Computational Linguistics Group
Department of Computer Science
University of Haifa
Among many factors that mold the makeup of a text, gender and other authorial traits play a major role in our perception of the content we face. Many studies have shown that these traits can be identified by means of automatic classification methods. We investigate a related but different question: we are interested to understand what happens to personality and demographic textual markers during the translation process. It is generally agreed that a good translation goes beyond the transformation of the original content, by preserving more subtle and implicit characteristics inferred by author's personality, as well as era, geography, and various cultural and sociological aspects. In this work we explore whether translations preserve the stylistic characteristic of the author and, furthermore, whether the prominent signals of the source are retained in the target language.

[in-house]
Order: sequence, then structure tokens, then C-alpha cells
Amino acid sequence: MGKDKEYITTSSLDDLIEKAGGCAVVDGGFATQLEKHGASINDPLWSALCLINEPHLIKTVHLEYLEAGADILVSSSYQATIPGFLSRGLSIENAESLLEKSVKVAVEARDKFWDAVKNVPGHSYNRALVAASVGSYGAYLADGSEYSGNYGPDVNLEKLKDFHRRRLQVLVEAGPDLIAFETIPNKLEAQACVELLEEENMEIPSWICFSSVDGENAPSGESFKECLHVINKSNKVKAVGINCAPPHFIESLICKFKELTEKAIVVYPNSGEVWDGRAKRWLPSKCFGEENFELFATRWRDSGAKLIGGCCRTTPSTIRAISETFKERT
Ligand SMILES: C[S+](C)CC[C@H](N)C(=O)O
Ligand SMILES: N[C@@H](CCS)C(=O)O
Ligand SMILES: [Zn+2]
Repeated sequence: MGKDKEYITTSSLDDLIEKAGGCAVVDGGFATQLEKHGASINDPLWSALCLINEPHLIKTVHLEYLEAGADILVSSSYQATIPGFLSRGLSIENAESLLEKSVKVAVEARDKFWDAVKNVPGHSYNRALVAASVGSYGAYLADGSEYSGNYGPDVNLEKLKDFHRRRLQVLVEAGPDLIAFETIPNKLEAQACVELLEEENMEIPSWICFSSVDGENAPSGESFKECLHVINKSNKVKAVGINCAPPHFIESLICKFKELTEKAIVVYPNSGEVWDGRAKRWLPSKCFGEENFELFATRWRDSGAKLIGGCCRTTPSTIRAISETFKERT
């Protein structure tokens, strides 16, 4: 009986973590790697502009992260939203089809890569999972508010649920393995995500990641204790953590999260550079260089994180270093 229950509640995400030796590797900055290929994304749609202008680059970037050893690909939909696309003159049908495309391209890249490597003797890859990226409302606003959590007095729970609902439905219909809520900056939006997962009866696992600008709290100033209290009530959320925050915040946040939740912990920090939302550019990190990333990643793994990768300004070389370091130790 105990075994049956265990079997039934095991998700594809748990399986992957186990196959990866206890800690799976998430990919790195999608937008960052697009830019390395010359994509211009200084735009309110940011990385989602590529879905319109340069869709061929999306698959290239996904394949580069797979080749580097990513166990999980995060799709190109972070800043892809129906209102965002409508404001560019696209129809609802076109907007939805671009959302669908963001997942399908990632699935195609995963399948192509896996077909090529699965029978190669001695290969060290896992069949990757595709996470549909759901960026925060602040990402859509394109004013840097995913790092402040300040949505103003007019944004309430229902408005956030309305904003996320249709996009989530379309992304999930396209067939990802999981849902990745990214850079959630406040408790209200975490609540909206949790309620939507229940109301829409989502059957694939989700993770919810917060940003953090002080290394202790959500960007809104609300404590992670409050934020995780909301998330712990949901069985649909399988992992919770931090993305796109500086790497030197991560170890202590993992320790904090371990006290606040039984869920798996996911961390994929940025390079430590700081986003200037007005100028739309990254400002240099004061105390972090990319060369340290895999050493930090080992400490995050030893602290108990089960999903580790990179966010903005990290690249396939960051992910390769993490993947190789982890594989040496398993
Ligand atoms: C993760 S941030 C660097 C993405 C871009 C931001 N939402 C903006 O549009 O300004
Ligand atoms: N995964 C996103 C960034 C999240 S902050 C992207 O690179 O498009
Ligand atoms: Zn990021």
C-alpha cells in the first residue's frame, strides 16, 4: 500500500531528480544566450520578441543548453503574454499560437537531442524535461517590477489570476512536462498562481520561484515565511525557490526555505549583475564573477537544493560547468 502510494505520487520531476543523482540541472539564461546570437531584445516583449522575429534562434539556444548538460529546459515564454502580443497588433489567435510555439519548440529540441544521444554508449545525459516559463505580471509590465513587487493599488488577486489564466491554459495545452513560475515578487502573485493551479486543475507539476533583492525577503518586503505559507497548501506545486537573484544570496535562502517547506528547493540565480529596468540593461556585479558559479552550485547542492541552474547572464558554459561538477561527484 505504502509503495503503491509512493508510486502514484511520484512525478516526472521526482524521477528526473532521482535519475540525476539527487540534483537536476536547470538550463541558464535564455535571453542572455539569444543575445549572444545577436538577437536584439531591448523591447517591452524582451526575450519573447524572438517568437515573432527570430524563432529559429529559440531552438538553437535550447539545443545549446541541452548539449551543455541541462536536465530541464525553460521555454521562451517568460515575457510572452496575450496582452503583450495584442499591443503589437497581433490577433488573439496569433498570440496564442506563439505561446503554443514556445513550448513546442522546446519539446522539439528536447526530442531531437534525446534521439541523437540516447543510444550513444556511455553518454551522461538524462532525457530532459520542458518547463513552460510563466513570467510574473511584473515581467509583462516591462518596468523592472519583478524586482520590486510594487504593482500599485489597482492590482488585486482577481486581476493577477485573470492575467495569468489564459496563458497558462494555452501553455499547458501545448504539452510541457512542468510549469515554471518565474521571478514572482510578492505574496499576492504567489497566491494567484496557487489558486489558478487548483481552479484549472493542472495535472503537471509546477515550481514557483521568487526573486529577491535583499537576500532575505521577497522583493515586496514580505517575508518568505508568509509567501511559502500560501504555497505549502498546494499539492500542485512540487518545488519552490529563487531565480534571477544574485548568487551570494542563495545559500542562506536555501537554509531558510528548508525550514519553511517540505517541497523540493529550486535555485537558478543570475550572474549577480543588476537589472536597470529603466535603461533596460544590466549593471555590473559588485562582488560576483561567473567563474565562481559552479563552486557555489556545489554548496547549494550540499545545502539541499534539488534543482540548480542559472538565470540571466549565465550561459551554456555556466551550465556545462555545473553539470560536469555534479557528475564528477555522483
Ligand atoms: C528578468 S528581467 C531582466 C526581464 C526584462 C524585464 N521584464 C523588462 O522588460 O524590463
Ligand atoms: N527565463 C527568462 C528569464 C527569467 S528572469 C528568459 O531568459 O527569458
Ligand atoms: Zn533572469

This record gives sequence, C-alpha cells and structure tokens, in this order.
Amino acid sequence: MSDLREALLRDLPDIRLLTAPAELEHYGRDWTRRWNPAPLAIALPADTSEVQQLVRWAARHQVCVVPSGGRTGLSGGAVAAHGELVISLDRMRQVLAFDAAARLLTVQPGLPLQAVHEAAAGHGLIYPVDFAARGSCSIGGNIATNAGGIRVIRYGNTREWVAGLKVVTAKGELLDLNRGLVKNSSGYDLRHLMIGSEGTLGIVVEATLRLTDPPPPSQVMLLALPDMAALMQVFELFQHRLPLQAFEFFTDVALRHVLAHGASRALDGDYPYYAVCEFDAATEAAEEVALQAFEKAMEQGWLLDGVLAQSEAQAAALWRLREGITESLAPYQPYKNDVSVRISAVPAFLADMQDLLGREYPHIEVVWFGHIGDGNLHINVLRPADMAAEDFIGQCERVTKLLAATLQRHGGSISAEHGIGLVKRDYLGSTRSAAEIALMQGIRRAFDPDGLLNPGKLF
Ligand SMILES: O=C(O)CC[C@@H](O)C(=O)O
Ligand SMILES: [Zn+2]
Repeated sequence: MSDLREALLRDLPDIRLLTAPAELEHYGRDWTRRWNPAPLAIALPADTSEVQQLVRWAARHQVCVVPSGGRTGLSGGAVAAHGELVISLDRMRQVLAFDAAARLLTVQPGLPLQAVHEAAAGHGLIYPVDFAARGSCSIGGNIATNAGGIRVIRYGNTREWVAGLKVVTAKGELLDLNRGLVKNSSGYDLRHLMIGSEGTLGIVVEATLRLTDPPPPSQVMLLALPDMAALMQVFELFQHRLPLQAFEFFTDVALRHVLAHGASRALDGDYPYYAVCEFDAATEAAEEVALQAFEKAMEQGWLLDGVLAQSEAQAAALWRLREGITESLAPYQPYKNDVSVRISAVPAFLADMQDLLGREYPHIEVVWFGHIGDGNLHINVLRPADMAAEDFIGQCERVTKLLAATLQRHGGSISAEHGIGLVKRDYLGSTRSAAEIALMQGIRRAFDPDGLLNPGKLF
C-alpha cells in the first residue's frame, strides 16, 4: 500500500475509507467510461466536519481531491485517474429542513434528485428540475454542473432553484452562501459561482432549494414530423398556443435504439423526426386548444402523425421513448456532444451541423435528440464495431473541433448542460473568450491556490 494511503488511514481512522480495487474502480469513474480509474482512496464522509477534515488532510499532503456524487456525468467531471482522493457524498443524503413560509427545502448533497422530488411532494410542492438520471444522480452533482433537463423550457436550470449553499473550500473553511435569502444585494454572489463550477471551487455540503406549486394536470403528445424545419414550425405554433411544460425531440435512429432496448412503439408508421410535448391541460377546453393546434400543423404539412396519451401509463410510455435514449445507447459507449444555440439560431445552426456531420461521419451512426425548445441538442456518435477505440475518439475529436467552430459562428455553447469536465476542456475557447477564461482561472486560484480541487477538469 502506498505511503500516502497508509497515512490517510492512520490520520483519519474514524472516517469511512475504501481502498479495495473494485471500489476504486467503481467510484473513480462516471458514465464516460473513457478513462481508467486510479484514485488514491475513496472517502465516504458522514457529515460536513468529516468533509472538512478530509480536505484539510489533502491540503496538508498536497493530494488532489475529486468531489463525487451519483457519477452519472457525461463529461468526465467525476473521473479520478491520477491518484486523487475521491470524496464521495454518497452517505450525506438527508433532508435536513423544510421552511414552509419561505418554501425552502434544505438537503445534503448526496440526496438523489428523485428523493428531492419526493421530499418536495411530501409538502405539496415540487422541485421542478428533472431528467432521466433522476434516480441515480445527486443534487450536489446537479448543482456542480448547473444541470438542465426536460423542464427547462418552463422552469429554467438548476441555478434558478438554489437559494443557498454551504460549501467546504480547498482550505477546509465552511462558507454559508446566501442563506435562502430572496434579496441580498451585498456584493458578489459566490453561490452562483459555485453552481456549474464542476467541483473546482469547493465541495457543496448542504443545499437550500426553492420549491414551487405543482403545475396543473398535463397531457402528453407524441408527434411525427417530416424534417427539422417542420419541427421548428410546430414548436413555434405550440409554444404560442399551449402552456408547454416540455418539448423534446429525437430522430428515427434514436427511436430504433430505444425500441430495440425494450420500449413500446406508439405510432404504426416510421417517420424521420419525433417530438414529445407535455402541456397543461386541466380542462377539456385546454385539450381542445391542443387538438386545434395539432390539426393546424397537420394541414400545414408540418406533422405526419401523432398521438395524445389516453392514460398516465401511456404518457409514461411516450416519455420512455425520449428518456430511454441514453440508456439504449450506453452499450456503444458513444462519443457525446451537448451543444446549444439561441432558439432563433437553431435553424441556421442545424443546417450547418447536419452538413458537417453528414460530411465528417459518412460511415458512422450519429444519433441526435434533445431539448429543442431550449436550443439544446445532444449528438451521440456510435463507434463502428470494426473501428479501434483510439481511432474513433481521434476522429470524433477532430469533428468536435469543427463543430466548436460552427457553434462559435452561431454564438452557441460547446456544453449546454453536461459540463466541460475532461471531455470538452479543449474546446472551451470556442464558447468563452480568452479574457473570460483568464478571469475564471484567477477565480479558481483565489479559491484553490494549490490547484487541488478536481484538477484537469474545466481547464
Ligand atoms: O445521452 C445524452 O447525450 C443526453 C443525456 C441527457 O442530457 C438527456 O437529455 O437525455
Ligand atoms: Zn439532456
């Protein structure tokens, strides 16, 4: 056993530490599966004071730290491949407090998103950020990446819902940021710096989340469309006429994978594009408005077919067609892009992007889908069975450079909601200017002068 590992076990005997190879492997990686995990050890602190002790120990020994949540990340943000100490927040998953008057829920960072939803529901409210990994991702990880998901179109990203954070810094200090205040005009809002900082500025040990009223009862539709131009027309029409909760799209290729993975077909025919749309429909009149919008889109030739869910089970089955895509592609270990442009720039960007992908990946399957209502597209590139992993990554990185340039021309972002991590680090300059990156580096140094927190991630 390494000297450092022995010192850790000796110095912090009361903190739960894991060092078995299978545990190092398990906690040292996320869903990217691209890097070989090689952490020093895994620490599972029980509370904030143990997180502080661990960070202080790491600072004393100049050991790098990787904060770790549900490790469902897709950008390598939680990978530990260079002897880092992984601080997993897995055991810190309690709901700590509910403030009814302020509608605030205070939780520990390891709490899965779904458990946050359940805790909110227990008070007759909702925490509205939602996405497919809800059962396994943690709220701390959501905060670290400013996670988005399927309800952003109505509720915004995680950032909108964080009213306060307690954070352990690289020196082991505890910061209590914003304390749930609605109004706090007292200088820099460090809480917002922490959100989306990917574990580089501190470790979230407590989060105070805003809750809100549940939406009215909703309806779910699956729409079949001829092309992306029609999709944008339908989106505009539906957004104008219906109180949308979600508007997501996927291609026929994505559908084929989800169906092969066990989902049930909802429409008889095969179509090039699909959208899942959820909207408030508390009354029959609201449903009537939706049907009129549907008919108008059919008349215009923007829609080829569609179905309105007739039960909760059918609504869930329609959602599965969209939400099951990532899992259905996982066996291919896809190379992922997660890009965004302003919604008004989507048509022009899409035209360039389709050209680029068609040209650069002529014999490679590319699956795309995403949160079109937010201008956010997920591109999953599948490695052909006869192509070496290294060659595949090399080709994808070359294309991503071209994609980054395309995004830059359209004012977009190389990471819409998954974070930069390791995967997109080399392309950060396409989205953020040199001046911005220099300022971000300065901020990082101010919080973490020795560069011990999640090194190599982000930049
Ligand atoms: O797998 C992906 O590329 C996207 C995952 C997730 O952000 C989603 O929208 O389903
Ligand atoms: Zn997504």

As a first step, we focus on gender as a demographic trait. We evaluate the accuracy of automatic gender classification on original texts, on their manual translations and on their automatic translations generated through statistical machine translation (SMT). We show that while gender has a strong signal in originals, this signal is obfuscated in human and machine translation. Surprisingly, determining gender over manual translation is even harder than over SMT; this may be an artifact of the translation process itself or the human translators involved in it.
The Europarl bilingual English-French and English-German corpora annotated with speaker personal details: gender and age (380MB).
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